How To Propagate Juniper Seeds

If you’re lucky enough to own a tree in your yard or know someone who does, you may notice Juniper seeds within the berries over time. You can only find these on female trees, as the male berries contain pollen. With enough patience, you can grow them into gorgeous bonsais within a few years.

In this guide, we’ll show you how to propagate Juniper seeds and care for them until they become saplings.

juniper seeds

How to Grow Juniper Seeds

Propagating Juniper seeds isn’t an easy task. Unlike some species where you can simply place the seed in soil and water it, this process takes a bit longer and is slightly more complicated. Also, you have a low chance of success, especially if the conditions aren’t right.

Let’s take a look at the steps involved in growing Juniper seeds.

1. Collecting Ripe Berries

Before you can harvest Juniper seeds, you need to wait until the berries are ripe. Most Juniperus species have green berries when they are young, and you’ll have to wait about two seasons before they are mature. You’ll see the color change to dark blue or brown, which indicates that the seeds are almost ready.

If you’re not sure, you can wait until the berries open up and reveal the small Juniper seeds inside. The risk is that they’ll fall on the grass or birds will eat them before you get the chance to harvest them. Still, you can check the open shells to see if any seeds still remain, or create a mechanism to catch them when it opens.

2. Extracting the Juniper Seeds

If you decided to take a closed berry, extra care should be taken to extract the Juniper seeds. There’s a resin that holds it closed, which can be challenging to open. However, you can first soften the berries with warm water with a hand cleaner for a few hours, which will help you pry them carefully without damaging the precious cargo.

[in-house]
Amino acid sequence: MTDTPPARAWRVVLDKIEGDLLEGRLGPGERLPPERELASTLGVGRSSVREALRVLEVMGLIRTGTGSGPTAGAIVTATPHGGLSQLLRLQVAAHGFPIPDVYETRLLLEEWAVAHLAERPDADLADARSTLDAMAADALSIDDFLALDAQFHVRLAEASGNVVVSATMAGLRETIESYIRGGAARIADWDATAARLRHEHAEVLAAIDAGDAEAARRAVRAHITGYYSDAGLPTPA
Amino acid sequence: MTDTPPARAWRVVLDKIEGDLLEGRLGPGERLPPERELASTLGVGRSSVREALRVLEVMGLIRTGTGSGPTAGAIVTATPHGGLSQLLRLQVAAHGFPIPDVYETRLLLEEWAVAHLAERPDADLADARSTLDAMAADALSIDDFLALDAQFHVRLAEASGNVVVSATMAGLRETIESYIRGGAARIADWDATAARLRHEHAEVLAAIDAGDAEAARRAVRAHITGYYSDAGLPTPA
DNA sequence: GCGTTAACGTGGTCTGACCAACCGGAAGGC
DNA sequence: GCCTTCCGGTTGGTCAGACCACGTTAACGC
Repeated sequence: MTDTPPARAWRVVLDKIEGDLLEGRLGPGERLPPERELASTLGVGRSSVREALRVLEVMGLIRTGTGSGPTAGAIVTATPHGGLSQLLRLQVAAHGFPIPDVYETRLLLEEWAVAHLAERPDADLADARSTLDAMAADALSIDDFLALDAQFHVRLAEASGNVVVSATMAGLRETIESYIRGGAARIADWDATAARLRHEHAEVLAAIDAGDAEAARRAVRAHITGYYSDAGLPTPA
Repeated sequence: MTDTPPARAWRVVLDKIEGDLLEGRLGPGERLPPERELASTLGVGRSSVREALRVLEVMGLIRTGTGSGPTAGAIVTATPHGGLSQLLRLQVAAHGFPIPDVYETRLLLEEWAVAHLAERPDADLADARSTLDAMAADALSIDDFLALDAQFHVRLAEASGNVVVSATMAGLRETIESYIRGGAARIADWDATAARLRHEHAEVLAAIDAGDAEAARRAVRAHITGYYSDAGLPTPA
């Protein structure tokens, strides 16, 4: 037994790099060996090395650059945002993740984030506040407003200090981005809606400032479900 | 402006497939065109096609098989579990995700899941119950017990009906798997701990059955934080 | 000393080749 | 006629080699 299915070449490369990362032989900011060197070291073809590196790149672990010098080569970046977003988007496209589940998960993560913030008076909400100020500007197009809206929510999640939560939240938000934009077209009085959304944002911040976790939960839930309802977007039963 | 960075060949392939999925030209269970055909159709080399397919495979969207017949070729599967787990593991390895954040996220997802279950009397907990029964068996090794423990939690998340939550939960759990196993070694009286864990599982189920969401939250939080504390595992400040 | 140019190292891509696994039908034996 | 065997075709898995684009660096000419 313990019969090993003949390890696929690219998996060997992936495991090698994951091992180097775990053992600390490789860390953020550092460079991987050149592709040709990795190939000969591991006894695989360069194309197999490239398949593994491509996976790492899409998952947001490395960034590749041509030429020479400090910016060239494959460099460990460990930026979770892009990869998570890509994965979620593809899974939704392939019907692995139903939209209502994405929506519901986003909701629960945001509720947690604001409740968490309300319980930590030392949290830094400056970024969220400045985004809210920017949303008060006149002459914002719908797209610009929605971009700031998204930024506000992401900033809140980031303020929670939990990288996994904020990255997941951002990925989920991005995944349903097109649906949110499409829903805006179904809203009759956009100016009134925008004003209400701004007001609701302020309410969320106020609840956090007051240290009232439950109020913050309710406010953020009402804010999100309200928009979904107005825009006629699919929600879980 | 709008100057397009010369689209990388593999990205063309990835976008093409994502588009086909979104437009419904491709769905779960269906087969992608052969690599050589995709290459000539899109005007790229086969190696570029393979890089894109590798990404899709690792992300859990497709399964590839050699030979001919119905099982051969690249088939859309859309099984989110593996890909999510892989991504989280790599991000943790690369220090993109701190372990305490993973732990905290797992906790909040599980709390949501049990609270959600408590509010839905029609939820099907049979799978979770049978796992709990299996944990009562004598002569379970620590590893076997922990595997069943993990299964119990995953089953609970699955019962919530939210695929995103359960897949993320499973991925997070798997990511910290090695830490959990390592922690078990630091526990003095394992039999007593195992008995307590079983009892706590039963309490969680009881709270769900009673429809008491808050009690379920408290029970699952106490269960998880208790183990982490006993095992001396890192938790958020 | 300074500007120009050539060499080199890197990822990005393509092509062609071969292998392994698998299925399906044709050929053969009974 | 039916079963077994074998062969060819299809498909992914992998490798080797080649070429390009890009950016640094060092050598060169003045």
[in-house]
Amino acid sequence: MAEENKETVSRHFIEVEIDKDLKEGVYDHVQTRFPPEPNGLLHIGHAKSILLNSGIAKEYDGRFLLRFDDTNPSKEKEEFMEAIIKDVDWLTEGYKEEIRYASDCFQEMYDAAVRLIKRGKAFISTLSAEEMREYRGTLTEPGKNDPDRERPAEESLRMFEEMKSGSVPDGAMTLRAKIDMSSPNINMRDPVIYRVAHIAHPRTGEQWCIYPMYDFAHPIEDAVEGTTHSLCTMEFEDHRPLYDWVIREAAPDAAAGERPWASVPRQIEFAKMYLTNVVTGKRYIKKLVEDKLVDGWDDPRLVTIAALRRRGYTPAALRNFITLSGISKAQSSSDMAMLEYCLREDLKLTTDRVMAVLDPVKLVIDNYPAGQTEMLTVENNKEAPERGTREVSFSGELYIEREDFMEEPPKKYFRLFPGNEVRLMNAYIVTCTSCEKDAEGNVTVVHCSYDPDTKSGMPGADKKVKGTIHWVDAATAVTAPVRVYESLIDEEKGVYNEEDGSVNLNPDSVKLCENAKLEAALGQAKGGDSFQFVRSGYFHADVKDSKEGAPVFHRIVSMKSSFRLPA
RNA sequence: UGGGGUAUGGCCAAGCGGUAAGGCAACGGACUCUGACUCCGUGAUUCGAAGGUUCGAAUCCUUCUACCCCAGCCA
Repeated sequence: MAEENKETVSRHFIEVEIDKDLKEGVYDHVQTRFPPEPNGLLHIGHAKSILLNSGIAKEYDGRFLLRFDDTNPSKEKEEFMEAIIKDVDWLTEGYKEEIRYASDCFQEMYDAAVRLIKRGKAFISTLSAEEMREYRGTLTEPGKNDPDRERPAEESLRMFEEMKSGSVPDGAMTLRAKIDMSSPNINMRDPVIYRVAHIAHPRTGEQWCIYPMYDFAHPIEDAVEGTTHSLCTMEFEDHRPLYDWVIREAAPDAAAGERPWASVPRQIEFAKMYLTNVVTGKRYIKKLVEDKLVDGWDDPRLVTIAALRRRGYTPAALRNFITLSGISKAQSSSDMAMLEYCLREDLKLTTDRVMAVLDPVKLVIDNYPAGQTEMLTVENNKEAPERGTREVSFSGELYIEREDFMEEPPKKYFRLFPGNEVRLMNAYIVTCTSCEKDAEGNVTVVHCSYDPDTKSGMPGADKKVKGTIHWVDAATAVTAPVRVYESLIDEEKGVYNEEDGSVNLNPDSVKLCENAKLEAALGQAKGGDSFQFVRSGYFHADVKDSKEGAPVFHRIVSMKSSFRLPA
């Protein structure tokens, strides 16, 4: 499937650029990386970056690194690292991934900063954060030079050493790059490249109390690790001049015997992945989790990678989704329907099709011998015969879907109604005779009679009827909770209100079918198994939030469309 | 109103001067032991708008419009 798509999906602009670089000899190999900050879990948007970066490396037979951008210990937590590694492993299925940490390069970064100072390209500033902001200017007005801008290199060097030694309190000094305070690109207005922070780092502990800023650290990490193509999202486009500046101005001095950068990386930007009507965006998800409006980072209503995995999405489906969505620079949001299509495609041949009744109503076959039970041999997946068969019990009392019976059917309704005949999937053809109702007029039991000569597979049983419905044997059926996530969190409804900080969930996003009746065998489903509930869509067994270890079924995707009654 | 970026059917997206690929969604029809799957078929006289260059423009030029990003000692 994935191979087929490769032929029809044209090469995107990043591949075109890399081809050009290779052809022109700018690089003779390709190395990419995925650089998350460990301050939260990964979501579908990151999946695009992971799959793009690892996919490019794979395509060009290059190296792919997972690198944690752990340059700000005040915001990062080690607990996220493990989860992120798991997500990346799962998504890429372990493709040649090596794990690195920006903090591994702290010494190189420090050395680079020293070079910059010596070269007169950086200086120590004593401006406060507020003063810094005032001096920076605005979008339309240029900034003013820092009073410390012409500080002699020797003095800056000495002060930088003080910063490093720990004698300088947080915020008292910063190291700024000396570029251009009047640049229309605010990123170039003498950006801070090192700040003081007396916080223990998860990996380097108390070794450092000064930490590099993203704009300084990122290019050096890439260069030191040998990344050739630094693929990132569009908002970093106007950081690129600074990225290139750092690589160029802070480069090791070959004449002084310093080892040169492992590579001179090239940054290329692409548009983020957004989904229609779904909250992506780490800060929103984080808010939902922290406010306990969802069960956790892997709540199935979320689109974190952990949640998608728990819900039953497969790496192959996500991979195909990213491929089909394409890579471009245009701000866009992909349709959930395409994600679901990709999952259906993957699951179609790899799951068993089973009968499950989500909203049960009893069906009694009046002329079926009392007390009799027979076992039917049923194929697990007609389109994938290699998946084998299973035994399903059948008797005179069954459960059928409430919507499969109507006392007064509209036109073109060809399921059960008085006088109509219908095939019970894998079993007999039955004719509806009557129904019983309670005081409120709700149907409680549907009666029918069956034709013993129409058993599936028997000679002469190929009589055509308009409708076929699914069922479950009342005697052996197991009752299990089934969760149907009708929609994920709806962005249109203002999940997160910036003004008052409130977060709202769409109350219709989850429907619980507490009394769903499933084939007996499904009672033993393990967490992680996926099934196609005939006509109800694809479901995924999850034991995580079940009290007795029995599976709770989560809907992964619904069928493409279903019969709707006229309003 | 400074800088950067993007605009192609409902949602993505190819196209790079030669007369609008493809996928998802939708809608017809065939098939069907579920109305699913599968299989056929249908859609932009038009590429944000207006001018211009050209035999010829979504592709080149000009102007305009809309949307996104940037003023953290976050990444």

As soon as you have the seeds, you need to place them in warm water too to break the seal. You can also see which are viable when they drop to the bottom. Those that remain floating after some time will probably not germinate. Once you’re done, you need to let them dry in a plastic bag until you’re ready for the next step.

3. Stratification

Now you need to simulate conditions in nature for the Juniper seeds to germinate. Firstly, soak the seeds in water that matches room temperature for about 48 hours. It makes the outside cover soften and break down, giving the seed a chance to grow in the time to come.

Next, you should prepare the container it will rest in. You should place drainage stones at the bottom, covered with sand, and finally a mixture of soil with peat-free compost. When your seeds are done soaking, you place them in this mixture.

You can leave it outside for about six months, or split it between three months outside, three months in the fridge. If you have a cold winter, you can skip the fridge, as the winter will provide the ideal conditions. Keep the soil moist and make sure the container has a cover so no birds or pests will attempt to steal your Juniper seeds.

4. Planting the Seeds

You should inspect the soil now and again to see if any roots have appeared. If you’re in luck and you discover a seed has germinated, it’s time to move it. Provide a separate container with soil and stones for it to grow.

You’ll also need to cover it to protect it during the first season, as it will be fragile. Keep the soil moist and ensure there are enough nutrients to encourage growth. You should see some needles forming in time to come, which reflects that you have succeeded.